Crisis Group is monitoring the upsurge in violence in the country triggered by the military's 1 February 2021 coup d'état which deposed the Aung San Suu Kyi administration. The regime has brutally cracked down on protesters, killing hundreds and detaining thousands. Public sector strikes and other forms of civil disobedience have prevented the regime from consolidating its control, and plunged the country into deep economic crisis. Some of the country’s ethnic armed groups have gone on the offensive, and new forms of armed resistance by civilian militias and underground networks have emerged. Although Rakhine State has so far avoided some of the worst of the violence, the plight of the Rohingya remains unaddressed and the prospects for a return of almost one million languishing in camps in Bangladesh looks bleak. Through field research and advocacy, Crisis Group works to understand the new violent dynamics unleashed by the coup and mitigate the impact on the people of the country.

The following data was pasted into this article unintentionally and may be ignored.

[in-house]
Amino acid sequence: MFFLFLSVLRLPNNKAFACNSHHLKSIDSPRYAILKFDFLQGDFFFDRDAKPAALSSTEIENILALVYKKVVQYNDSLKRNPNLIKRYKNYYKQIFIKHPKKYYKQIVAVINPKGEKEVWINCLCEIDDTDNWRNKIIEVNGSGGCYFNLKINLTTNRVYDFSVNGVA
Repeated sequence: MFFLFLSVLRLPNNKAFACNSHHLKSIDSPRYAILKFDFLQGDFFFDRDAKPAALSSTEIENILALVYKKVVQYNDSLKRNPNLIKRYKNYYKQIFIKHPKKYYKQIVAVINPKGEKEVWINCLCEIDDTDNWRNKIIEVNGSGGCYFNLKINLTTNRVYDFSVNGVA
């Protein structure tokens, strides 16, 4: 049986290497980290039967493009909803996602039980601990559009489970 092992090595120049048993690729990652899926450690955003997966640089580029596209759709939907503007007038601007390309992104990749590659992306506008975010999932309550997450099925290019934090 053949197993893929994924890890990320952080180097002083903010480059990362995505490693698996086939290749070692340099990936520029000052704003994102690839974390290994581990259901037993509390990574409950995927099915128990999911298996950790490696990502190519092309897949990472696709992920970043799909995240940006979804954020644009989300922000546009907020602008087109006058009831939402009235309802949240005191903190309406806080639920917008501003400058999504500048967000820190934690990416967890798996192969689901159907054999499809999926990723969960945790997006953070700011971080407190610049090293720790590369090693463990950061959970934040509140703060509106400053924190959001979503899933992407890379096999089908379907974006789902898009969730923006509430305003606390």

An unofficial ceasefire has kept Rakhine State quiet compared to much of Myanmar following the 2021 coup. But friction is building between the military and ethnic Rakhine fighters. The parties should strike a formal deal to avert a return to war.